New 9/11 Timeline Entries: Crisis Action Teams, Early Accounts of the Government's Response to the 9/11 Attacks, and More
From the History Commons Groups blog:
A large number of entries have been added to the Complete 9/11 Timeline at History Commons, including many that provide new details about the events of September 11, 2001, and some that describe the initial official accounts of the military's response to the 9/11 attacks.
Air Force Secretary and Chief and Chief of Staff Learned of Attacks during Meetings
Several new timeline entries detail the actions of James Roche, the secretary of the Air Force, and John Jumper, the Air Force chief of staff, on September 11. Roche was alerted to the first plane crash at the World Trade Center during a meeting with several congressmen in his office at the Pentagon, in which the subject of Islamic fundamentalism was being discussed. Jumper, meanwhile, learned about the crashes at the WTC during a routine staff meeting, but he continued the meeting instead of responding right away.
After Jumper headed upstairs to Roche's office, the two men were escorted to the Air Force Operations Center in the basement of the Pentagon shortly after the building was attacked, at 9:37 a.m. When they arrived at the Operations Center, they started assisting the Air Force's response to the attacks.
A couple of entries relate to the Army's Office of the Deputy Chief of Staff for Personnel (ODCSPER) at the Pentagon. A dozen ODCSPER officials went ahead with a 9:00 a.m. meeting, unaware of the first crash at the WTC, which occurred at 8:46 a.m., and they were not alerted by their colleagues when the second crash occurred at 9:03 a.m. Ironically, Timothy Maude, who ran the ODCSPER, was originally scheduled to attend a meeting at 9:45 a.m. to discuss what to do if a disaster should hit the Pentagon.
Crisis Actions Teams Were Activated
A number of new timeline entries describe the actions of various "crisis action teams" in response to the 9/11 attacks.
The Joint Chiefs of Staff activated its Crisis Actions Team (CAT) at the Pentagon sometime after the first hijacked plane crashed into the WTC. The Air Force's CAT was reportedly activated at around 9:00 a.m. However, the Operations Center at the Pentagon where it worked from had to be evacuated later on and at 1:00 p.m. a replacement facility was established at Bolling Air Force Base. The Air National Guard's CAT was activated shortly after the Pentagon was attacked and carried out its operations at Andrews Air Force Base, just outside Washington, DC.
The Army's CAT at the Pentagon was activated after the second hijacked plane crashed into the WTC. It was reportedly "formally stood up" at 9:43 a.m. and its members then responded to the terrorist attacks. Major General Peter Chiarelli, who gave the order to activate it, was informed, shortly before the Pentagon was attacked, that a hijacked aircraft was heading toward Washington and was possibly aiming for the Pentagon.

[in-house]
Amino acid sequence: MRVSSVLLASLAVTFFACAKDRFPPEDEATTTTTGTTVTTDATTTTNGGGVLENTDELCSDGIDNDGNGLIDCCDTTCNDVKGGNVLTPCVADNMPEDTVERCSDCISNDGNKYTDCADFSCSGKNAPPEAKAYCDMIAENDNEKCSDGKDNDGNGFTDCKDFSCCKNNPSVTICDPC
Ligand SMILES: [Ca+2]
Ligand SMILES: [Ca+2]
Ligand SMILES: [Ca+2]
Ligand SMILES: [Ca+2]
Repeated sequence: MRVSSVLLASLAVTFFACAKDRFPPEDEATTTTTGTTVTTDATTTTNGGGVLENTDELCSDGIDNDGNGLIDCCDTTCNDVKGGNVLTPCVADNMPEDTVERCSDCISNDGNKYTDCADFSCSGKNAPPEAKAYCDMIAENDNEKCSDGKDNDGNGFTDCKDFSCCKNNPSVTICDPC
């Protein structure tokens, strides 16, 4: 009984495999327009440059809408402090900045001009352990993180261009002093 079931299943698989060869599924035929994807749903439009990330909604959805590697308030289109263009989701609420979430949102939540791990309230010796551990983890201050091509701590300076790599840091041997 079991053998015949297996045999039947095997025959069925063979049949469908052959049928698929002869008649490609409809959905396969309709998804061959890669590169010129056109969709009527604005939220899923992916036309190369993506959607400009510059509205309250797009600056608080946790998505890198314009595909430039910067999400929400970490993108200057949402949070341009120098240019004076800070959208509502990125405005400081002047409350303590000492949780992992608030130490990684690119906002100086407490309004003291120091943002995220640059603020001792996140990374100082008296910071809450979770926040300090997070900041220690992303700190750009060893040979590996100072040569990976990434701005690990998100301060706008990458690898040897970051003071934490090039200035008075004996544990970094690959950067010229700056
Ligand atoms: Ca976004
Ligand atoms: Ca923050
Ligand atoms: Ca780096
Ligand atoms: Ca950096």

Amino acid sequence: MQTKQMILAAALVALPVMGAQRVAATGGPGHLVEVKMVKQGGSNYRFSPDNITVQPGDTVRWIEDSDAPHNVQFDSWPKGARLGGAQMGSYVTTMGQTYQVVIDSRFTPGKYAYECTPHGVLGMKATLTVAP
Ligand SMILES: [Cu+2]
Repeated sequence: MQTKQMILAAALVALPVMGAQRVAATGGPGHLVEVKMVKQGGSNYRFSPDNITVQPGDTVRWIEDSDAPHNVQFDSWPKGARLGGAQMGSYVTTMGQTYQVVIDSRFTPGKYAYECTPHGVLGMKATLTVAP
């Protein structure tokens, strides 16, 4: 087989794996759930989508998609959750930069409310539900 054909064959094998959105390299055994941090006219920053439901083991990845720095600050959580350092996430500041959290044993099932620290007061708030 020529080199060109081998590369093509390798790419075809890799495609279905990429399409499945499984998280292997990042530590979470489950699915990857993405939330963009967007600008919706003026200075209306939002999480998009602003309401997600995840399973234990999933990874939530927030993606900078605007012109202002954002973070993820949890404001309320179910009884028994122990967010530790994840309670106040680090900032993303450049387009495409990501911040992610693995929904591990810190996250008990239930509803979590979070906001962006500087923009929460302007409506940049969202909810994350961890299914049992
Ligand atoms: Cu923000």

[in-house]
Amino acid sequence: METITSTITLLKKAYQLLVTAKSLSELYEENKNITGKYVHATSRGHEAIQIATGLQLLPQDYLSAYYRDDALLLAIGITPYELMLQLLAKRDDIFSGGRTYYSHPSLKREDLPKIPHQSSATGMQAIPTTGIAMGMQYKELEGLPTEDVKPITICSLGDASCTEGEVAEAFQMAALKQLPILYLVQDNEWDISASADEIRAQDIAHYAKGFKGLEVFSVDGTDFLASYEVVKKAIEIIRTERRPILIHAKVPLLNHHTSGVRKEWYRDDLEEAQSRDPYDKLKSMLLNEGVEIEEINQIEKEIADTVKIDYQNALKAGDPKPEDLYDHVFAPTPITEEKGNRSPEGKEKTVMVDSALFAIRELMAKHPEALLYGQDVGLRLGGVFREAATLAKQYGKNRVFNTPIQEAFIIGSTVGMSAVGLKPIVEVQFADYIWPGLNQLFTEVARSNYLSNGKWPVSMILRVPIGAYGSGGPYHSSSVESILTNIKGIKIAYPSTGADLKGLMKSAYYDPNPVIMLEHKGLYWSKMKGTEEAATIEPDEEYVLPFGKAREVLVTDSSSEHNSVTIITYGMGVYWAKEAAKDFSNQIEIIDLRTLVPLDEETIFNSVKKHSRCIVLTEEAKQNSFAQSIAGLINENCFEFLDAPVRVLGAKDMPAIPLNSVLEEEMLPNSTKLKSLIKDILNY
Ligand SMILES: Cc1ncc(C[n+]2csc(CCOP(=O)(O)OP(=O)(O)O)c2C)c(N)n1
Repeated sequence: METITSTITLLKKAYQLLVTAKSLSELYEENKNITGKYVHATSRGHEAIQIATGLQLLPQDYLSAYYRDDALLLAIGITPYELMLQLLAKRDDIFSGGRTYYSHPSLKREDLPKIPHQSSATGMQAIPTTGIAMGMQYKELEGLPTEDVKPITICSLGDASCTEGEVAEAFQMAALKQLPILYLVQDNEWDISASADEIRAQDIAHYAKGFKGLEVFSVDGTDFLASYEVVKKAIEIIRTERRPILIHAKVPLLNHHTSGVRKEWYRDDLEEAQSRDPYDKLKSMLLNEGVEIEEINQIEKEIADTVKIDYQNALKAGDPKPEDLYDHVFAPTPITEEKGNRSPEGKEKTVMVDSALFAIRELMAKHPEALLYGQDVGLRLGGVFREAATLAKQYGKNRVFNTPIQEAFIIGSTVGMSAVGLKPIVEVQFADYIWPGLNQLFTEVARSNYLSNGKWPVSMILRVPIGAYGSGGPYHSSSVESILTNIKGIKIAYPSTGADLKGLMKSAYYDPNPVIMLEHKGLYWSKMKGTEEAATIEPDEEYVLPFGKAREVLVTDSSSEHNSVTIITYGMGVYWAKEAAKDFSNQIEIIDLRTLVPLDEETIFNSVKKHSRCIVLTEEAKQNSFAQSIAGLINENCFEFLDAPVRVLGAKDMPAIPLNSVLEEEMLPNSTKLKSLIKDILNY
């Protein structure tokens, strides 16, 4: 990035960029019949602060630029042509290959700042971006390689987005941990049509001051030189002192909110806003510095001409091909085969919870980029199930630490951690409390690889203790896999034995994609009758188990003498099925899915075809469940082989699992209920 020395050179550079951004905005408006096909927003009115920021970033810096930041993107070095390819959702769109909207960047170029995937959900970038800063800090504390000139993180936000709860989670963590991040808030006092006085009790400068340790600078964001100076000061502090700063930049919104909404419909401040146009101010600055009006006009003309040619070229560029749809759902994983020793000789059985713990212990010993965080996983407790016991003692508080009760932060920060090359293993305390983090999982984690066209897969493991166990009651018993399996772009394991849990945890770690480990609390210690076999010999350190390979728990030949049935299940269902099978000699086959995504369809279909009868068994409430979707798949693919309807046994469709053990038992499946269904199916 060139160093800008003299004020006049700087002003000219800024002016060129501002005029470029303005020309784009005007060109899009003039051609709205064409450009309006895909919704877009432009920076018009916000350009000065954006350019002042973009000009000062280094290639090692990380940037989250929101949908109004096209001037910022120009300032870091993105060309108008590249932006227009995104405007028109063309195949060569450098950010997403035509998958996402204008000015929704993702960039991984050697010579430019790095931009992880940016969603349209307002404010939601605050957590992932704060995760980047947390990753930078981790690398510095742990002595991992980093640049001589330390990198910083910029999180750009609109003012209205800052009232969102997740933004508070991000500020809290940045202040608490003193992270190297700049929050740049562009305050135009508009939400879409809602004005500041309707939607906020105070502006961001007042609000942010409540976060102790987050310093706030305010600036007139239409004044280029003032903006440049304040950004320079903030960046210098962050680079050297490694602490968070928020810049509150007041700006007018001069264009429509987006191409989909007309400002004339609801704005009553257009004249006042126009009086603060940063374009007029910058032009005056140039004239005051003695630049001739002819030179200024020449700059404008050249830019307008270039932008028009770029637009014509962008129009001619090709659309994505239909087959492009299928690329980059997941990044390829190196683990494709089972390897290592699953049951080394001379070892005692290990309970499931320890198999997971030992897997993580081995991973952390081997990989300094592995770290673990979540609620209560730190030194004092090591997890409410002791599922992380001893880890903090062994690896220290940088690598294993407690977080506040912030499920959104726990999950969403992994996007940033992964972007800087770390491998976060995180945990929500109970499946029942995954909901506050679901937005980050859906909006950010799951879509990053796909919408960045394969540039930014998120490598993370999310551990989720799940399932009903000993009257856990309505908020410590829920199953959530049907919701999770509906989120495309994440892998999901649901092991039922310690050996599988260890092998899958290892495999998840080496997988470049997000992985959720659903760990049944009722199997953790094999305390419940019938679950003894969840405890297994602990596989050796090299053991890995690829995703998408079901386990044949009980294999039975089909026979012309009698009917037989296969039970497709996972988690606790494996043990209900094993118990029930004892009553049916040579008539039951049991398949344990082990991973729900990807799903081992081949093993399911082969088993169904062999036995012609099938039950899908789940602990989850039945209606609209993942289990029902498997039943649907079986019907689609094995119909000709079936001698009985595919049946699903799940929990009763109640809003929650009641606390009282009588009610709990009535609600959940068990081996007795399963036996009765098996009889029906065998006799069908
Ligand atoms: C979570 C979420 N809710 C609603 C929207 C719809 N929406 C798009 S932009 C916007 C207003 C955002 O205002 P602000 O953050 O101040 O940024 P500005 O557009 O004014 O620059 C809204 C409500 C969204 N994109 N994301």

Crew of Airborne Operations Center Thought Attacks Were Part of an Exercise
A timeline entry describes how crew members on an E-4B National Airborne Operations Center plane at Andrews Air Force Base initially thought the terrorist attacks were part of a training exercise when they were alerted to them. Their plane took off at around 9:27 a.m. and then flew to a base in Nebraska. Another E-4B took off from Andrews at around 9:45 a.m.
Meanwhile, the North American Aerospace Defense Command (NORAD) representative on the Pentagon's air threat conference call reported, shortly after the Pentagon was attacked, that Ralph Eberhart, the commander of NORAD, had not yet declared the situation that morning an air defense emergency.
A couple of timeline entries relate to problems experienced by the plane carrying Henry Shelton, the chairman of the Joint Chiefs of Staff, that day. After Shelton learned of the attacks, his plane had to spend hours flying in "holding patterns" near Greenland and then over Canada before it was cleared to fly back into the US. It therefore only landed at Andrews Air Force Base at 4:40 p.m.
Accounts of the Government's Response to the Attacks Were Put Forward in the Week after 9/11
A number of new timeline entries describe the initial accounts that officials provided, in the weeks after September 11, of the government's response to the 9/11 attacks.
On September 13, Richard Myers, the acting chairman of the Joint Chiefs of Staff during the 9/11 attacks, was questioned about the military's response to the attacks by the Senate Armed Services Committee, but his answers were vague and confused. The next day, Paul Weaver, director of the Air National Guard, provided reporters with a more detailed account in an "impromptu hallway interview" at the Pentagon.
On September 17, the Federal Aviation Administration produced a chronology of the events of September 11, which it used when it briefed the White House that day. The following day, NORAD released a timeline of its response to the 9/11 attacks, but the accuracy of this account has been challenged by the 9/11 Commission.
Ralph Eberhart outlined NORAD's version of the events of September 11 during an appearance before the Senate Armed Services Committee on October 25, but the 9/11 Commission found that some of the information he provided that day was incorrect.
A couple of new timeline entries describe miscellaneous 9/11-related events. In 1999, alleged 9/11 hijacker Mohamed Atta tried to sell antiquities from Afghanistan in order to pay for flying lessons. And a report published one week after 9/11 stated that investigators had detected a signal from one of the "black boxes" from the planes that crashed into the WTC, although government officials have claimed that no black boxes were ever recovered at Ground Zero.
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